Massimo Filippini: Catalogue data in Autumn Semester 2018

Name Prof. Dr. Massimo Filippini
FieldEnergy and Public Economics
Address
Energy and Public Economics
ETH Zürich, ZUE E 15
Zürichbergstrasse 18
8092 Zürich
SWITZERLAND
Telephone+41 44 632 06 49
E-mailmfilippini@ethz.ch
URLhttp://www.eepe.ethz.ch/
DepartmentManagement, Technology, and Economics
RelationshipFull Professor

NumberTitleECTSHoursLecturers
363-0503-00LPrinciples of Microeconomics
GESS (Science in Perspective): Suitable for Master students.
Bachelor students should take the course ‚Einführung in die Mikroökonomie (363-1109-00L)‘.
3 credits2GM. Filippini
AbstractThe course introduces basic principles, problems and approaches of microeconomics. This provides them with reflective and contextual knowledge on how societies use scarce resources to produce goods and services and distribute them among themselves.
ObjectiveThe learning objectives of the course are:

(1) Students must be able to discuss basic principles, problems and approaches in microeconomics. (2) Students can analyse and explain simple economic principles in a market using supply and demand graphs. (3) Students can contrast different market structures and describe firm and consumer behaviour. (4) Students can identify market failures such as externalities related to market activities and illustrate how these affect the economy as a whole. (5) Students can also recognize behavioural failures within a market and discuss basic concepts related to behavioural economics. (6) Students can apply simple mathematical treatment of some basic concepts and can solve utility maximisation and cost minimisation problems.
Lecture notesLecture notes, exercises and reference material can be downloaded from Moodle.
LiteratureN. Gregory Mankiw and Mark P. Taylor (2017), "Economics", 4th edition, South-Western Cengage Learning.
The book can also be used for the course 'Principles of Macroeconomics' (Sturm)

For students taking only the course 'Principles of Microeconomics' there is a shorter version of the same book:
N. Gregory Mankiw and Mark P. Taylor (2017), "Microeconomics", 4th edition, South-Western Cengage Learning.

Complementary:
1. R. Pindyck and D. Rubinfeld (2018), "Microeconomics", 9th edition, Pearson Education.
2. Varian, H.R. (2014), "Intermediate Microeconomics", 9th edition, Norton & Company
364-0513-00LEmpirical Methods in Energy and Environmental Economics Restricted registration - show details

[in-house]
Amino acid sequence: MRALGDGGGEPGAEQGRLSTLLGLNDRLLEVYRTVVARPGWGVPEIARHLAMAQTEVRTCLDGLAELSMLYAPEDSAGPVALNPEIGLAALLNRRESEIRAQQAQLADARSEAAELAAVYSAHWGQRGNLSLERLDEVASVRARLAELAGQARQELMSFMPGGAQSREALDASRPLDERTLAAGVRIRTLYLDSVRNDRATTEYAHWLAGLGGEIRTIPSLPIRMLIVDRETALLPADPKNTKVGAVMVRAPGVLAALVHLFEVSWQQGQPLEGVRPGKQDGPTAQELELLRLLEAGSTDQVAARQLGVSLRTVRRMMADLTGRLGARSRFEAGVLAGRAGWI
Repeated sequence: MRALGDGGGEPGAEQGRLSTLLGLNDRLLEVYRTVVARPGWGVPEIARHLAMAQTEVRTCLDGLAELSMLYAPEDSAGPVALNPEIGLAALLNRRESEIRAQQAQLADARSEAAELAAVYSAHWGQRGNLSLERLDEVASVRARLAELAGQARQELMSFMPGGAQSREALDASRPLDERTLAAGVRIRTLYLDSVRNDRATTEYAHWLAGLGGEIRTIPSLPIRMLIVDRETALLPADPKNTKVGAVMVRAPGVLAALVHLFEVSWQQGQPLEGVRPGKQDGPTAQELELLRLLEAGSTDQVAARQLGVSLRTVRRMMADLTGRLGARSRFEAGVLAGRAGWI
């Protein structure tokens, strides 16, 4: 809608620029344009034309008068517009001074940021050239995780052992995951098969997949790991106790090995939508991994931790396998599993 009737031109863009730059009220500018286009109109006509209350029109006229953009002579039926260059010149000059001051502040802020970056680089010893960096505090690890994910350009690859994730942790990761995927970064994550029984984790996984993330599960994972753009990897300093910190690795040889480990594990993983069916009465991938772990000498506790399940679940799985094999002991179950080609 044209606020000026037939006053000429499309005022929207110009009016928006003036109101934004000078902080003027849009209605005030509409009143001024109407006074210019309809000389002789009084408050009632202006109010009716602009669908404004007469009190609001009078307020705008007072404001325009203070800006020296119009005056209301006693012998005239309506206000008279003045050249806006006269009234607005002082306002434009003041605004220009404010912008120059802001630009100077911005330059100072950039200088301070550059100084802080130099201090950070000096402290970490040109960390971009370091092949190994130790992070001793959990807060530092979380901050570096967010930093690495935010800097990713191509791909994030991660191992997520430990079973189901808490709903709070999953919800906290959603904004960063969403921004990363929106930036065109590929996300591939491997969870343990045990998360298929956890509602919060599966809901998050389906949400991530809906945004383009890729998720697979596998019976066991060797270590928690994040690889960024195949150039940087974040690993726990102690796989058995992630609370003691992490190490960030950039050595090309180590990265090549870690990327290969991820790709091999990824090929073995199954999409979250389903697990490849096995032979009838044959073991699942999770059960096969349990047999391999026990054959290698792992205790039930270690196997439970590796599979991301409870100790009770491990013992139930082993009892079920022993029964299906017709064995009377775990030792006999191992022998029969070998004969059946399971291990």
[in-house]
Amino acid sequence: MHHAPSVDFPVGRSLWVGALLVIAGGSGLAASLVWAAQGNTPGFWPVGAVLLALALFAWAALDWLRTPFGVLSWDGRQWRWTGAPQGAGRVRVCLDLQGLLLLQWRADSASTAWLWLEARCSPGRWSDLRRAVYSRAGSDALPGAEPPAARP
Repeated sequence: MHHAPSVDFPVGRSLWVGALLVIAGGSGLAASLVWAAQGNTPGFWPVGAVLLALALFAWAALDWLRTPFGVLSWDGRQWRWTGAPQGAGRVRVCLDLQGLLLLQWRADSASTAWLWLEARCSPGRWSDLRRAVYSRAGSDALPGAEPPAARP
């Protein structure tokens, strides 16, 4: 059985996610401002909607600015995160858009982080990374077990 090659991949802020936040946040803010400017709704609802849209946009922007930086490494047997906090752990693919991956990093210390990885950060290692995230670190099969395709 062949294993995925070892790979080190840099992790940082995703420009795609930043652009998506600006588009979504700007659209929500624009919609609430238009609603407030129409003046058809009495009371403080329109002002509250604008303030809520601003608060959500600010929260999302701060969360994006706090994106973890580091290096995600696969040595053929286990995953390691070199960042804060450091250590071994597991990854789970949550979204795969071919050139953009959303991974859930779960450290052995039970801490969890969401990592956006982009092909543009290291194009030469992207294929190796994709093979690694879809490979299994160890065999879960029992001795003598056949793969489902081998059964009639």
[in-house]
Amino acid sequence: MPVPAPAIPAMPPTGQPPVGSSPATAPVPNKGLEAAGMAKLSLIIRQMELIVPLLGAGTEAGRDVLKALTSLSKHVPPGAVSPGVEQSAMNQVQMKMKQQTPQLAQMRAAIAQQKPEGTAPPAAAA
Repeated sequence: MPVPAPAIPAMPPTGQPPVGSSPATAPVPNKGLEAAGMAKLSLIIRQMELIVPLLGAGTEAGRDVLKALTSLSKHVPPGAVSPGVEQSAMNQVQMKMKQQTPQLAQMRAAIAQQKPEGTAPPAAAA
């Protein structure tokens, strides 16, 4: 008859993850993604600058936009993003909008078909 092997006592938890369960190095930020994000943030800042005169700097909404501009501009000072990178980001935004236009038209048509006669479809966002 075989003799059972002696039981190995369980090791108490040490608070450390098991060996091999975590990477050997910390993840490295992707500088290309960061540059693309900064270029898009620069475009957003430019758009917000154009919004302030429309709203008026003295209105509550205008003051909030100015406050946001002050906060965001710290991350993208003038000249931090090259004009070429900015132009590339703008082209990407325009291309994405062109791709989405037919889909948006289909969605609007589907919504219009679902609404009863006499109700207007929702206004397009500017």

Does not take place this semester.
3 credits2VM. Filippini
AbstractThis course is designed for PhD students interested in Energy and Environmental Economics. It is open to advanced Master students from D-MTEC and D-MATH (ETH Zurich).

The focus of the lectures is on applied econometrics in the energy and environmental fields.
ObjectiveThe goal is to present a coherent description of discrete choice modelling (e.g. conditional logit model) and its generalization in the form of count modelling (e.g. Poisson and negative binomial models) and survival analysis (e.g. proportional hazard Weibull model).

The contents and discussions put emphasis on real examples and policy applications. The presentations and discussions are based on a selection of recent research papers relevant to the covered topics. In each section of the seminar, the students will have the opportunity of reviewing and presenting some of the relevant papers to the class.
ContentPart I: Discrete Choice Models; Professor Greene (16 hours)

1. Binary choice
2. Ordered choice
3. Multinomial choice
4. Multinomial choice and heterogeneity
5. Latent class models
6. Mixed logit

Part II: Count and survival; modelling; Dr. Martinez-Cruz (13 hours)
1. Count modelling
1.a Poisson model
1.b Negative binomial model

2. Survival modelling
2.a Parametric survival models (e.g. Weibull)
2.b Semi-parametric survival models (e.g. Box-Cox)

3. Latent class specifications
Lecture notesDuring the course of the lecture notes will be made available to the students.
Prerequisites / NoticeStudents are expected to have attended a course in advanced microeconomics and advanced econometrics.

Students will be required to bring for the lab sessions a laptop computer with the installed software (NLOGIT, STATA, or an equivalent package).